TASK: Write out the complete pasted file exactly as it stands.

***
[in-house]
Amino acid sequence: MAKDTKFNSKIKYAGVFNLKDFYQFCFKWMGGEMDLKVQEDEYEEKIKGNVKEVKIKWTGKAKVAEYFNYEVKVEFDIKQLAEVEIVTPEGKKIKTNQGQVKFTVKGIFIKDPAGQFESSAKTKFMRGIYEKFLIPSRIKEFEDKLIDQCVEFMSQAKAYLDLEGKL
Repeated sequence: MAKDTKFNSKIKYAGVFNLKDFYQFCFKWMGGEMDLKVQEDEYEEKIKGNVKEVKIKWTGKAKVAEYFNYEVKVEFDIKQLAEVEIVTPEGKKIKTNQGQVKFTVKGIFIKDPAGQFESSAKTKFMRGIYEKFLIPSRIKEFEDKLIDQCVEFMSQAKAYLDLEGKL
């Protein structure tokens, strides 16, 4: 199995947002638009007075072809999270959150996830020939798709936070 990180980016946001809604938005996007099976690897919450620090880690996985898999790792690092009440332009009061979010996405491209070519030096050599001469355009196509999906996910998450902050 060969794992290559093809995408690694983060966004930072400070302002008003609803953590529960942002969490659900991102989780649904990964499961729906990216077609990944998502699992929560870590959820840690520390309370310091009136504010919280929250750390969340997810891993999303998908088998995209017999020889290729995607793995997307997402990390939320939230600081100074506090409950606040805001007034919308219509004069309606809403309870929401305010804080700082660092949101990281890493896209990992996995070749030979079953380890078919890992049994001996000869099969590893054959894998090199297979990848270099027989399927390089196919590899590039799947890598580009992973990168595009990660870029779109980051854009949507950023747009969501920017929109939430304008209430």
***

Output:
[in-house]
Amino acid sequence: MAKDTKFNSKIKYAGVFNLKDFYQFCFKWMGGEMDLKVQEDEYEEKIKGNVKEVKIKWTGKAKVAEYFNYEVKVEFDIKQLAEVEIVTPEGKKIKTNQGQVKFTVKGIFIKDPAGQFESSAKTKFMRGIYEKFLIPSRIKEFEDKLIDQCVEFMSQAKAYLDLEGKL
Repeated sequence: MAKDTKFNSKIKYAGVFNLKDFYQFCFKWMGGEMDLKVQEDEYEEKIKGNVKEVKIKWTGKAKVAEYFNYEVKVEFDIKQLAEVEIVTPEGKKIKTNQGQVKFTVKGIFIKDPAGQFESSAKTKFMRGIYEKFLIPSRIKEFEDKLIDQCVEFMSQAKAYLDLEGKL
């Protein structure tokens, strides 16, 4: 199995947002638009007075072809999270959150996830020939798709936070 990180980016946001809604938005996007099976690897919450620090880690996985898999790792690092009440332009009061979010996405491209070519030096050599001469355009196509999906996910998450902050 060969794992290559093809995408690694983060966004930072400070302002008003609803953590529960942002969490659900991102989780649904990964499961729906990216077609990944998502699992929560870590959820840690520390309370310091009136504010919280929250750390969340997810891993999303998908088998995209017999020889290729995607793995997307997402990390939320939230600081100074506090409950606040805001007034919308219509004069309606809403309870929401305010804080700082660092949101990281890493896209990992996995070749030979079953380890078919890992049994001996000869099969590893054959894998090199297979990848270099027989399927390089196919590899590039799947890598580009992973990168595009990660870029779109980051854009949507950023747009969501920017929109939430304008209430």